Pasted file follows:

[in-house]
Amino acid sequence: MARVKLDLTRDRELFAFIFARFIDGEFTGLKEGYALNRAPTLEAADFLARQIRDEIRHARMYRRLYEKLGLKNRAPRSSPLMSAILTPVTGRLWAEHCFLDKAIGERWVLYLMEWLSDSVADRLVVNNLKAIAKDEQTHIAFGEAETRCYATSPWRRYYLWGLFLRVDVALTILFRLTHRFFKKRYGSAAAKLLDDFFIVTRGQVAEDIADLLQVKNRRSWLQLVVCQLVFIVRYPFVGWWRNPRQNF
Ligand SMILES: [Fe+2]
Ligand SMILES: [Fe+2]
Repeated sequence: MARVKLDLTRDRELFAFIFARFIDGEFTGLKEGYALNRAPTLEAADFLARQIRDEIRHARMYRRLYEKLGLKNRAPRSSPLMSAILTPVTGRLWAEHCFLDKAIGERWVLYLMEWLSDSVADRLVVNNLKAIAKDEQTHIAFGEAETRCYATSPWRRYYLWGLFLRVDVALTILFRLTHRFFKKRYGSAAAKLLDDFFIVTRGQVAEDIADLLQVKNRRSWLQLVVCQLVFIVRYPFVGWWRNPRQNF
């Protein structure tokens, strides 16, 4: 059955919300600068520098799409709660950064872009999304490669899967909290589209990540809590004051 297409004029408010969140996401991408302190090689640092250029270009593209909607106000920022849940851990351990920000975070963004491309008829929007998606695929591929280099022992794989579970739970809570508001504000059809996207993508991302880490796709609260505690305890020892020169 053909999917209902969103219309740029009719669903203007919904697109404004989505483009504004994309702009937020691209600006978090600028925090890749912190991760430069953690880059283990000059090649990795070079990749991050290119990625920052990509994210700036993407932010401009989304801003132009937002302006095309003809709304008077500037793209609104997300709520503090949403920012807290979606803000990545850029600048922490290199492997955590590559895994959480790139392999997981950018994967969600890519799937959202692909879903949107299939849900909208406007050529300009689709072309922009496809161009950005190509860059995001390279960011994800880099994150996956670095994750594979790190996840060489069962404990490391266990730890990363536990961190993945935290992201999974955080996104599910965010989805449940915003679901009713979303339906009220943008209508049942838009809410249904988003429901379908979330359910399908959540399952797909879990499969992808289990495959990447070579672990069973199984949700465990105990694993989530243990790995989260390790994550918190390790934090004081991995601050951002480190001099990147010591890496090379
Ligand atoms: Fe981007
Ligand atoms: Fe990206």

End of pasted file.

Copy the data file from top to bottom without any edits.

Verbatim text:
[in-house]
Amino acid sequence: MARVKLDLTRDRELFAFIFARFIDGEFTGLKEGYALNRAPTLEAADFLARQIRDEIRHARMYRRLYEKLGLKNRAPRSSPLMSAILTPVTGRLWAEHCFLDKAIGERWVLYLMEWLSDSVADRLVVNNLKAIAKDEQTHIAFGEAETRCYATSPWRRYYLWGLFLRVDVALTILFRLTHRFFKKRYGSAAAKLLDDFFIVTRGQVAEDIADLLQVKNRRSWLQLVVCQLVFIVRYPFVGWWRNPRQNF
Ligand SMILES: [Fe+2]
Ligand SMILES: [Fe+2]
Repeated sequence: MARVKLDLTRDRELFAFIFARFIDGEFTGLKEGYALNRAPTLEAADFLARQIRDEIRHARMYRRLYEKLGLKNRAPRSSPLMSAILTPVTGRLWAEHCFLDKAIGERWVLYLMEWLSDSVADRLVVNNLKAIAKDEQTHIAFGEAETRCYATSPWRRYYLWGLFLRVDVALTILFRLTHRFFKKRYGSAAAKLLDDFFIVTRGQVAEDIADLLQVKNRRSWLQLVVCQLVFIVRYPFVGWWRNPRQNF
């Protein structure tokens, strides 16, 4: 059955919300600068520098799409709660950064872009999304490669899967909290589209990540809590004051 297409004029408010969140996401991408302190090689640092250029270009593209909607106000920022849940851990351990920000975070963004491309008829929007998606695929591929280099022992794989579970739970809570508001504000059809996207993508991302880490796709609260505690305890020892020169 053909999917209902969103219309740029009719669903203007919904697109404004989505483009504004994309702009937020691209600006978090600028925090890749912190991760430069953690880059283990000059090649990795070079990749991050290119990625920052990509994210700036993407932010401009989304801003132009937002302006095309003809709304008077500037793209609104997300709520503090949403920012807290979606803000990545850029600048922490290199492997955590590559895994959480790139392999997981950018994967969600890519799937959202692909879903949107299939849900909208406007050529300009689709072309922009496809161009950005190509860059995001390279960011994800880099994150996956670095994750594979790190996840060489069962404990490391266990730890990363536990961190993945935290992201999974955080996104599910965010989805449940915003679901009713979303339906009220943008209508049942838009809410249904988003429901379908979330359910399908959540399952797909879990499969992808289990495959990447070579672990069973199984949700465990105990694993989530243990790995989260390790994550918190390790934090004081991995601050951002480190001099990147010591890496090379
Ligand atoms: Fe981007
Ligand atoms: Fe990206």